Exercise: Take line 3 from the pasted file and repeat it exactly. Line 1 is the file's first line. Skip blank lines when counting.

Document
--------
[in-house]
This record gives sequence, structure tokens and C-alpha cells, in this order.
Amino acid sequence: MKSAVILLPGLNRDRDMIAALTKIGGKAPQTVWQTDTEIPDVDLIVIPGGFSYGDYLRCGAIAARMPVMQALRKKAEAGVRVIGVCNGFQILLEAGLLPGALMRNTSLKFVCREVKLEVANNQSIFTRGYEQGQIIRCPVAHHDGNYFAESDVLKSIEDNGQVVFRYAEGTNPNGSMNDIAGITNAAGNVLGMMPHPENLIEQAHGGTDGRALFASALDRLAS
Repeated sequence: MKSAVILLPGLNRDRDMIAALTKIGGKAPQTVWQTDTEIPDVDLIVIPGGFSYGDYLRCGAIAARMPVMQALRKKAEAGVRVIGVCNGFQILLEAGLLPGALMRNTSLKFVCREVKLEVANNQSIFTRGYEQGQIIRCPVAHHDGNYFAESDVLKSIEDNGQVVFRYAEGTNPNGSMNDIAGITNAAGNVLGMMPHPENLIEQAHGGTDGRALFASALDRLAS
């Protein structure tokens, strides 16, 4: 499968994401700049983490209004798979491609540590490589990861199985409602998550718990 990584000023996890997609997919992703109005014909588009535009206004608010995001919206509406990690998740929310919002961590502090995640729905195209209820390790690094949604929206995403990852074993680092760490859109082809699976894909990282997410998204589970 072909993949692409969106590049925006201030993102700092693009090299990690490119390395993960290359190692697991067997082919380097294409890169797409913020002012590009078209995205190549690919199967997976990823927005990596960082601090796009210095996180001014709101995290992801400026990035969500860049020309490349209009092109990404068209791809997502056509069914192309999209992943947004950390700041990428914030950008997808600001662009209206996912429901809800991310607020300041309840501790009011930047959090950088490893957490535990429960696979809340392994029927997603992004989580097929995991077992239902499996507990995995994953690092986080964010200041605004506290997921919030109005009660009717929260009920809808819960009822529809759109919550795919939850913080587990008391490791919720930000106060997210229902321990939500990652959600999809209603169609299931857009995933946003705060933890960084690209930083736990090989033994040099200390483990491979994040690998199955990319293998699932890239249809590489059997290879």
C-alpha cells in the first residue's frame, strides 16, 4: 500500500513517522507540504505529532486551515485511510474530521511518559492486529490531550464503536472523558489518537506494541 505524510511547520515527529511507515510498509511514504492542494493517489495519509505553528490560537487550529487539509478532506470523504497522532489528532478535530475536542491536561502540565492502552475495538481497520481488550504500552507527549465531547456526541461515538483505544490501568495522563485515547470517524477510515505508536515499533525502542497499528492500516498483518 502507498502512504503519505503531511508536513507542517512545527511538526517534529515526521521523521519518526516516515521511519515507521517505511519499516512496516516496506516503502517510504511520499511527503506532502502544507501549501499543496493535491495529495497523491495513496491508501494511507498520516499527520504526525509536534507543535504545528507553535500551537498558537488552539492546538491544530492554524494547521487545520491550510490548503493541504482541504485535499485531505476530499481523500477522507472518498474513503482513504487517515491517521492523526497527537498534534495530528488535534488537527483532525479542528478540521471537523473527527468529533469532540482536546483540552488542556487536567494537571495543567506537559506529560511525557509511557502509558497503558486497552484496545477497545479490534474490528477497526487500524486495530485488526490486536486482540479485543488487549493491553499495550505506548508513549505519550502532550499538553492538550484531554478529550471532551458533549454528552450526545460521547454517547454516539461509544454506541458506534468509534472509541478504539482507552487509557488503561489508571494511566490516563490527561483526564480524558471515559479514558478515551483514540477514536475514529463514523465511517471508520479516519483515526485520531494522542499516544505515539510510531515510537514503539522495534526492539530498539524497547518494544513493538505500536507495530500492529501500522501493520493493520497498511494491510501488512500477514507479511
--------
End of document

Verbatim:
Amino acid sequence: MKSAVILLPGLNRDRDMIAALTKIGGKAPQTVWQTDTEIPDVDLIVIPGGFSYGDYLRCGAIAARMPVMQALRKKAEAGVRVIGVCNGFQILLEAGLLPGALMRNTSLKFVCREVKLEVANNQSIFTRGYEQGQIIRCPVAHHDGNYFAESDVLKSIEDNGQVVFRYAEGTNPNGSMNDIAGITNAAGNVLGMMPHPENLIEQAHGGTDGRALFASALDRLAS